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 \begin{figure}
\par\includegraphics[angle=-90,width=9cm,clip]{11674fg9.ps}
\end{figure} Figure 7:

The complex intervening system at z=0.8213. A five-component model was required for the best-fit to the dataset. The neutral MgI and the ion MgII are the only observed absorbers, with the $\lambda $2852 transition and $\lambda $2796-$\lambda $2803 doublet, respectively. MgI shows significant absorption in the bluemost component only, which needs a subcomponent modeling to obtain a good fit. MgII shows absorption in all components; the bluemost is saturated (see also Table 3). Bottom, solid lines mark the fit residuals.

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5 The intervening systems

The absorption lines produced by the gas belonging to the GRB host galaxy are the dominant features of the high resolution spectrum, but they are not the only ones. The signal-to-noise level of our spectrum allowed us to detect lines with equivalent widths as weak as 0.06 Å, at the $2\sigma$ confidence level. A detailed analysis of the data found that at least three other absorbers are present along the line of sight to GRB 080330. The two higher redshift ones (z=1.0179 and z=1.0166) show absorption only from the MgII $\lambda $2796, $\lambda $2803 doublet, and exhibit a very simple line profile, that can be fitted by a single Voigt function. However, since they are only separated by $\sim$200 km s-1, they should be interpreted as a single, clumpy system (Fig. 6). The third absorber is rather complicated. The absorption lines detected for this system are the MgII $\lambda $2796, $\lambda $2803 doublet and the MgI $\lambda $2852 line. This system has a complex structure and a single Voigt profile is not adequate to reproduce it. At least five different components are needed to obtain a good fit to the MgII data. The bluemost component is saturated, and so a reliable column density for the MgII cannot be obtained. However, this is the only component that exhibits MgI absorption at the 90% confidence level. This MgI component needs a more complex modeling to adequately follow its profile. This results in a further division into six subcomponents (Fig. 7). Taking into account the velocity spread of $\sim$260 km s-1, we consider this system as a single complex absorber. The redshift path analyzed for the search of MgII systems lies in the intervals z=0.25-0.38, z=0.70-1.05, and z=1.08-1.51.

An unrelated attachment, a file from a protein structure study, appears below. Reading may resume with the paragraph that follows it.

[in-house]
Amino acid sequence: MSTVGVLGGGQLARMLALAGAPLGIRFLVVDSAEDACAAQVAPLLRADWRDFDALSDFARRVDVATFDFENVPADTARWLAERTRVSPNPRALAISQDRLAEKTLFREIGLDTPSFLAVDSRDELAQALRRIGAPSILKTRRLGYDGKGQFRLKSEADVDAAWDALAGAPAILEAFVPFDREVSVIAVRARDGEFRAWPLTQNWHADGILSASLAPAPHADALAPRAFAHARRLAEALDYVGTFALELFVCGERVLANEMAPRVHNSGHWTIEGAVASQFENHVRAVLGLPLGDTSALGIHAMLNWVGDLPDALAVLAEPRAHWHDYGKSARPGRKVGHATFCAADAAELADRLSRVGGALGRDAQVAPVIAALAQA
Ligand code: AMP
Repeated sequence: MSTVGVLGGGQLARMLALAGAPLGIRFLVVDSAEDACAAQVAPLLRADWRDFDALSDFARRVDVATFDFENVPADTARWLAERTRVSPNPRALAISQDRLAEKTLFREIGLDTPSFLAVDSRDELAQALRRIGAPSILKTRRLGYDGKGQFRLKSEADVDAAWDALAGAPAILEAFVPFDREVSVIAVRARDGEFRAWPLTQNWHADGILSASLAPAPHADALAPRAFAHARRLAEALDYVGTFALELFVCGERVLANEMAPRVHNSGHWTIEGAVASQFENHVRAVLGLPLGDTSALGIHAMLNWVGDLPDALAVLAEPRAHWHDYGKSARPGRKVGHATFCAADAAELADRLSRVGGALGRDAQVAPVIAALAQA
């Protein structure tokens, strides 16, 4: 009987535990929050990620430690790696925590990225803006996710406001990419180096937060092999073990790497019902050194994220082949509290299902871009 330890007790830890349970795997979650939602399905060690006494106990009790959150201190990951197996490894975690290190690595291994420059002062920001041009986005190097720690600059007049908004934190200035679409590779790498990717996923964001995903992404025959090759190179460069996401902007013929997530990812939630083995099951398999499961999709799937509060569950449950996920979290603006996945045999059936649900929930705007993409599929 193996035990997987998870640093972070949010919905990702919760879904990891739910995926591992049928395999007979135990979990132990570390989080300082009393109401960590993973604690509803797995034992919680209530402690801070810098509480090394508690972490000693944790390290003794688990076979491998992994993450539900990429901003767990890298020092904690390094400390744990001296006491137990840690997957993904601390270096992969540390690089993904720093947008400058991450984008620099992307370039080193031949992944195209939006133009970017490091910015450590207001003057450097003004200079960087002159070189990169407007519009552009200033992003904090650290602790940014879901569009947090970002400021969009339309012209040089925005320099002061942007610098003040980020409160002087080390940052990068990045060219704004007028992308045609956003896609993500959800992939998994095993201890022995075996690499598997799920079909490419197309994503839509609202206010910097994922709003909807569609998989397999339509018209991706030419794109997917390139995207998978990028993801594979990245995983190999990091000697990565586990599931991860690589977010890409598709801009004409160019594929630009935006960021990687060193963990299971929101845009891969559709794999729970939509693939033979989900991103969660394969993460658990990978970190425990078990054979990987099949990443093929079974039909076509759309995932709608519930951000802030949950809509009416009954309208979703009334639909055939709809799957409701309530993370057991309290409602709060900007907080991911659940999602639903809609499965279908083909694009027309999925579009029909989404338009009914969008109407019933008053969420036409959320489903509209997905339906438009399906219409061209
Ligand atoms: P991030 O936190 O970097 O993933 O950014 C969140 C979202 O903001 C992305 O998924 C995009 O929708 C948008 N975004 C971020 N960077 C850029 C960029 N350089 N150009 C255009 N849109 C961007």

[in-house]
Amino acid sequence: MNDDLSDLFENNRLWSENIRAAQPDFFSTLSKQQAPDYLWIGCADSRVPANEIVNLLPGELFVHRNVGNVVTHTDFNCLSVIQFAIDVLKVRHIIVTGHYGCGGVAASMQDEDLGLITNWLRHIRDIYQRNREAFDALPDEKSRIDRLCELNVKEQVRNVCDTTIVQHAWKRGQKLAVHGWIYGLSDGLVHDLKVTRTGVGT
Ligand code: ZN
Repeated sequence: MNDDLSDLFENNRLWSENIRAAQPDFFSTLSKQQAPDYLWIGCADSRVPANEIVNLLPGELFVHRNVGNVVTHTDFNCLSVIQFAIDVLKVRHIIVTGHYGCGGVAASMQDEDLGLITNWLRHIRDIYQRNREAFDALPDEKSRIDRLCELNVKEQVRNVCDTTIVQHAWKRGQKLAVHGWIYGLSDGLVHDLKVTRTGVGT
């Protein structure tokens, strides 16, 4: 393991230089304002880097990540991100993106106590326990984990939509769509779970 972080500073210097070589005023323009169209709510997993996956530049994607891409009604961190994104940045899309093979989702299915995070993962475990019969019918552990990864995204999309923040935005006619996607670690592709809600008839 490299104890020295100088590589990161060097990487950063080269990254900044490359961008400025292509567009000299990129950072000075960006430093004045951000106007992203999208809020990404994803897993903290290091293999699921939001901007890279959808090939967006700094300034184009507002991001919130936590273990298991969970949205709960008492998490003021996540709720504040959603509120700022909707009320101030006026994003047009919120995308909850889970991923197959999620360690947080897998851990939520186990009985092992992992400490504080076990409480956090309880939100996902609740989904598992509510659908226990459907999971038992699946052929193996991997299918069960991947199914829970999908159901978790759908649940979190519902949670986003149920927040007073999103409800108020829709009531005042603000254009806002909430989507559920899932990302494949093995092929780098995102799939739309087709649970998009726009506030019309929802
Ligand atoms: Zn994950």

Table 3:   Absorption-line rest-frame equivalent widths and column densities for the intervening systems.

Table 3 summarizes the rest-frame equivalent widths, column densities, and redshifts calculated for these intervening systems. Lines 1 and 2 refer to the first double system, while lines 3-7 refer to the more complex, low redshift one. We report only the total column density for the bluemost component of MgI (the corresponding MgII is saturated), and do not report the values of all the six subcomponents. The equivalent width is computed for this system as a whole.

6 Conclusions

We have presented high resolution (R=40 000, corresponding to 7.5 km s-1) spectroscopy of the optical afterglow of the Gamma Ray Burst GRB 080330, observed using UVES at the VLT $\sim$1.5 h after the trigger.

We confirm that the redshift of the host galaxy is z=1.51. The spectrum shows that the ISM of the GRB host galaxy is complex, with at least four components contributing to its main absorption system at z= 1.51. These components are identified in this paper with progressive numbers of decreasing velocity values.

These absorption lines appear both as neutral metal-absorption lines (MgI) and low ionization lines (FeII, SiII, MnII, CrII, ZnII).